Standing on the kitchen side of the studio apartment I share with my fiancée (an ICU nurse), browning soffritto and leafing through the pages of The Zuni Cafe Cookbook by the late, great Judy Rodgers, it is safe to say this is not what I would have forecast for the apocalypse. No hellfire (my burners are electric), no brimstone, the major drama of my day is a foray to the laundromat.
The domestic anguish of quarantine is easy to dismiss, but frankly I’ve found my sanity slipping as the weeks pass. The pile of dishes that greets me every morning from the sink has taken on the aspect of a willful tormenter, and the police officers staring blandly through the window from the precinct across the street have become my sole, most intimate companions.
There are plenty of distractions, still, without rushing to miss a train, or browsing craft keychains in the Canal Street Market. But there is also the sense that living is really my only obligation––that, and not going to the beach. Maybe it is meaningful that in this situation, both privileged, in the sense that I have a home and partner whose income can support us, and devoid of the usual sources of purpose––work, friends, other things I’ve forgotten at this point––it’s food that is making sense to me.
According to my notes from the past month, I’ve made risotto and paellas, braises and butter chicken, and a whole menagerie of gluten-free baked goods. Every night, when my fiancée gets home from the hospital, I light the candles and array my day’s work on the table, while she describes the devastation of the coronavirus. The food I am making is for her, which makes me feel less useless, and makes being alone in a single room for most of my waking life less lonely. It also gives me a sense of direction: salt meat for tomorrow’s dinner; blanch greens, and squeeze them into compact balls to fill the freezer; mix cookie dough to bake on demand. The slow accumulation of effort converted into flavor––today’s ragu enriched with yesterday’s stock built on Thursday’s chicken trimmings––feels inherently optimistic. How comforting the thought, as we polish off a bowl of pasta with pesto (the extra to be tucked under the skin of a dry-brining chicken), that because of my work, tomorrow’s food will be better than today’s.
As much as food is about impermanence, it is also about the steady accumulation of work. Hunger that begets agriculture that begets civilization. A pile of lemons that begets a lamb braise that begets shakshuka in the morning. And if cooking food is the work that slowly enriches the cycle of our days, sharing is what gives food its meaning. So here is a recipe for disaster. May tomorrow’s dinner outshine today’s.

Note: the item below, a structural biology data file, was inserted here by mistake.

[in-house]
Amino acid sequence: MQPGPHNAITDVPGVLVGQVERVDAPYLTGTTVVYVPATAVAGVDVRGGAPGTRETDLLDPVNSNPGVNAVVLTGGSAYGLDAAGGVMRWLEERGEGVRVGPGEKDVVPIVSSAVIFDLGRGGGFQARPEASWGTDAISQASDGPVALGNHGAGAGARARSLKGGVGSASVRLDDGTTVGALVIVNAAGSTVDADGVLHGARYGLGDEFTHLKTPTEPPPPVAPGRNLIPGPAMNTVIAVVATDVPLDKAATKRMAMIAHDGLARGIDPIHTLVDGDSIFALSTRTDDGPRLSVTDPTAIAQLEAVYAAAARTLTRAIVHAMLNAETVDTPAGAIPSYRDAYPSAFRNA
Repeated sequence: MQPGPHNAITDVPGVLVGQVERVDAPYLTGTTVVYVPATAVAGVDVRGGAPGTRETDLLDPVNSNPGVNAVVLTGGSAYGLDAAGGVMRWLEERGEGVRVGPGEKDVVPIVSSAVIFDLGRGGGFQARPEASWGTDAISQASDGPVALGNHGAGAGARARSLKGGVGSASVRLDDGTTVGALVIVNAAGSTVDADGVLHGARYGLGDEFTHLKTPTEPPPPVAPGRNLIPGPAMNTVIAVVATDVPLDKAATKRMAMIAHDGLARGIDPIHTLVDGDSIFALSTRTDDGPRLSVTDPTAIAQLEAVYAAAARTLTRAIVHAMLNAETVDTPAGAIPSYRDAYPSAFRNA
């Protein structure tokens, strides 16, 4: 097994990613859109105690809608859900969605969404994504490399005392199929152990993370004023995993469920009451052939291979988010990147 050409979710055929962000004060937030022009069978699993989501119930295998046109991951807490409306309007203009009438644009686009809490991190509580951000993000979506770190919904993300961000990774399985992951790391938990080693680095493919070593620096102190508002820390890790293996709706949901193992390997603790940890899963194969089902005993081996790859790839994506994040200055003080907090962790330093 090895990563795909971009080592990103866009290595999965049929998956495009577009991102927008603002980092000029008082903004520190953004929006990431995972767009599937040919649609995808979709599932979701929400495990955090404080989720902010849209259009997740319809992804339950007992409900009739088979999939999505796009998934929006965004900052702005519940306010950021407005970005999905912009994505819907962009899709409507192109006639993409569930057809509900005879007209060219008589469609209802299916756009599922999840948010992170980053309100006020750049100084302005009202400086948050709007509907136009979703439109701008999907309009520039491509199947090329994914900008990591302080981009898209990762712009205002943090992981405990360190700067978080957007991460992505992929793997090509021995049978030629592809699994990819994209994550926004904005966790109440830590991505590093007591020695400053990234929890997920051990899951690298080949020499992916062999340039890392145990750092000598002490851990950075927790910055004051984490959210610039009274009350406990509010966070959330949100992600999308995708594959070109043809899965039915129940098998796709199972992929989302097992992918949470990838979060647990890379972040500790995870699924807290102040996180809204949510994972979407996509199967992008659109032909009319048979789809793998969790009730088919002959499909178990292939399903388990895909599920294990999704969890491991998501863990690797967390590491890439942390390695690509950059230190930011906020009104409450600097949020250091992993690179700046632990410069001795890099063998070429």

Basically a Lamb Tagine
Before our plans were interrupted by COVID-19, we were going to Morocco for our honeymoon in June. Though the honeymoon is postponed, these flavors have been on my mind. This is in no way an authentic tagine, but neither is it an act of pure invention.
Note: This recipe may not look quarantine-friendly, but a few points in its favor. First, if you are in isolation in your home, this is a good time to braise. You will not step out to get a coffee, lock yourself out, and burn down the building. Second, braises freeze well. All of those fresh carrots and bright citrus you bought on your weekly shop will be sad and flaccid soon unless you braise them, bag them and freeze them. Third, the aforementioned shakshuka. Just spoon the rich braising juices into a skillet tomorrow morning and break your eggs right into the pan. Besides, if you need more convincing, when you braise lemon halves with tomato, they soften, caramelize, and become tender and sweet as candy. Enjoy.
2 Tbsp Vegetable Oil
2 Lamb Shanks (~2-3 Lbs?)
3 glugs Olive oil
1 Yellow onion, chopped
1 head Garlic
6 threads Saffron
1/2 tsp Ground turmeric
1/2 tsp Ground cumin
1/4 tsp Ground black pepper
1/4 tsp Ground dried ginger
3 Cinnamon sticks
3 cups Boxed or canned chopped tomatoes
3 Small lemons, halved crosswise
10-15 Prunes, halved
4 Medium carrots, cut into 2-inch pieces
2 cups Full-bodied red wine (even a funky natural one)
1 Orange, blood (I almost forgot about him!)––juiced
- Yesterday, heavily salt the shanks
2. Before you begin, take the lamb out of the fridge (it should be at room temp. to cook)
2.5. Preheat oven to 300°
3. Slice the garlic head in half crosswise, splitting the cloves. Keep the bottom (root) half intact, skin on, and skin and finely mince the top halves
4. In a hot pan, sear the lemon halves, flesh down, till slightly charred
5. In a dutch oven or pot (this is going in the oven, eventually), brown the shanks in vegetable oil, turning every few minutes, till well browned (10-15 minutes)
6. Remove the lamb, turn down the heat, and carefully drain the oil. Add olive oil, and sauté the onions on med-low with a few big pinches of salt. Throw in the half garlic head, exposed side down, and sauté till the onions are transparent and starting to brown.
7. Add the minced garlic and the spices. Sauté for a few seconds, until they release their fragrance.
8. Add the tomatoes and the blood orange juice, then scatter in the prunes and the carrots. Nestle in the lemon halves, then the lamb shanks, and add wine to bring the liquid 1/3 way up the meat (this should be all the wine––if the shanks are already 1/3 submerged, prop them up on the carrots + lemons). Add a couple pinches of salt.
9. Bring to a boil, then place in the middle of the preheated oven, lid on. Remove every 30 mins to flip the lamb (otherwise it’ll dry out). Braise for 3-4 hours, till the meat is fork-tender and falling off the bone.